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Newly Developed Rare-Earth Lean High-Performance Permanent Magnets
Durga Paudyal, Critical Materials Institute, Ames Laboratory

 

The development and deployment of high-performance permanent magnets depend on the utilization of suitable magnetic and bonding elements in the anisotropic crystal structure. The first prerequisite is to pinpoint which atoms in the crystal provide magnetization, ferromagnetic transition temperature, and magnetic anisotropy. If these intrinsic permanent magnet properties along with the evolution of microstructure are translated to coercivity and remanence, one can then be equipped with the high-performance permanent magnet.  We present here our newly developed crystallographic site substituted high-performance hexaferrites to rare-earth cobalt to neo magnets applicable in vehicle, wind turbine, magnetic cooling, and other household technologies. The research is supported by the Critical Materials Institute, an Energy Innovation Hub funded by the U.S. Department of Energy, Office of Energy Efficiency and Renewable Energy, Advanced Manufacturing Office.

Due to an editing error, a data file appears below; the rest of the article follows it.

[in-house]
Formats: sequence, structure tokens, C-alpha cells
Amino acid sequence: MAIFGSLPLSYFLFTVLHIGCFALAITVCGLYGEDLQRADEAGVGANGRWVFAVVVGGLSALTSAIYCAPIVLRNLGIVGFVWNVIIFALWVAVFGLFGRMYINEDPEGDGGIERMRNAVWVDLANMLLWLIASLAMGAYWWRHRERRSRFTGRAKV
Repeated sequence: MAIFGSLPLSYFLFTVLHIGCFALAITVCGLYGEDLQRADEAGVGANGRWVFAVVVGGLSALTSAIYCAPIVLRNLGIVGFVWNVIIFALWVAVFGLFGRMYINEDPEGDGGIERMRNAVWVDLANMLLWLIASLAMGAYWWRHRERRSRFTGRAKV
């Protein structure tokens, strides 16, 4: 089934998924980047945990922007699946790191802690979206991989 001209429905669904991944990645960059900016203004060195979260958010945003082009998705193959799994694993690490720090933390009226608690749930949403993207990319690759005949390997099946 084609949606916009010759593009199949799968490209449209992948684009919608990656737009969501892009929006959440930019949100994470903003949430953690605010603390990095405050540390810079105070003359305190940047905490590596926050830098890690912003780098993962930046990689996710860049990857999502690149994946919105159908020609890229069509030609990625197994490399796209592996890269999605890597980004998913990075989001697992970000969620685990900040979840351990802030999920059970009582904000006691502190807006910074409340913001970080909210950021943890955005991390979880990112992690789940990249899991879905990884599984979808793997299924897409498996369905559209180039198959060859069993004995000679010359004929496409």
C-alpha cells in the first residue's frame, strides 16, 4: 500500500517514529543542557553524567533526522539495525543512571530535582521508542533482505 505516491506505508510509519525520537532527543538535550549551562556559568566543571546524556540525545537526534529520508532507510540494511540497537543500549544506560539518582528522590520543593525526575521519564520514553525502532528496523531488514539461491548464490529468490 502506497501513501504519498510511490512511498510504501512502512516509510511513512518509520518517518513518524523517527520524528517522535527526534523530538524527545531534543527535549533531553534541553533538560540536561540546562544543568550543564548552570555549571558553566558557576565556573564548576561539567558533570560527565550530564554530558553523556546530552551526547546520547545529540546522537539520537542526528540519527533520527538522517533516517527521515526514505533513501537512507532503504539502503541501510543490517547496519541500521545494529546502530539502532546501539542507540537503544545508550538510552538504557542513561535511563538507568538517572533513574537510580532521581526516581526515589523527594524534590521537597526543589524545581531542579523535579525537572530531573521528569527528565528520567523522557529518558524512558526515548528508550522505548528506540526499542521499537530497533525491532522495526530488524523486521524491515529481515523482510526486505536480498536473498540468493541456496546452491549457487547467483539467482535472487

Durga Paudyal is an Ames Laboratory Scientist and an Adjunct Associate Professor at Iowa State University. Formerly, he was a Postdoctoral Research Associate and an Assistant Scientist at the same lab. He joined the lab in December 2004. His research experience is in the field of rare earth magnetism, including permanent magnets, magnetocaloric effect, quantum materials, and quantum information science. He has more than 100 publications in reputed journals and has given more than 40 invited presentations and panel discussions for various conferences, and reviewed more than 200 research papers for high impact journals; he has been the principal investigator for various projects at the Critical Materials Institute and Ames Laboratory. Paudyal is an editorial board member for Frontiers of Quantum Materials and Materials Science and a regular member of the American Physical Society. He has also organized workshops and symposia and he is a program committee member for Intermag/MMM. He received his Ph.D. in Theoretical and Computational Materials Physics in 2005.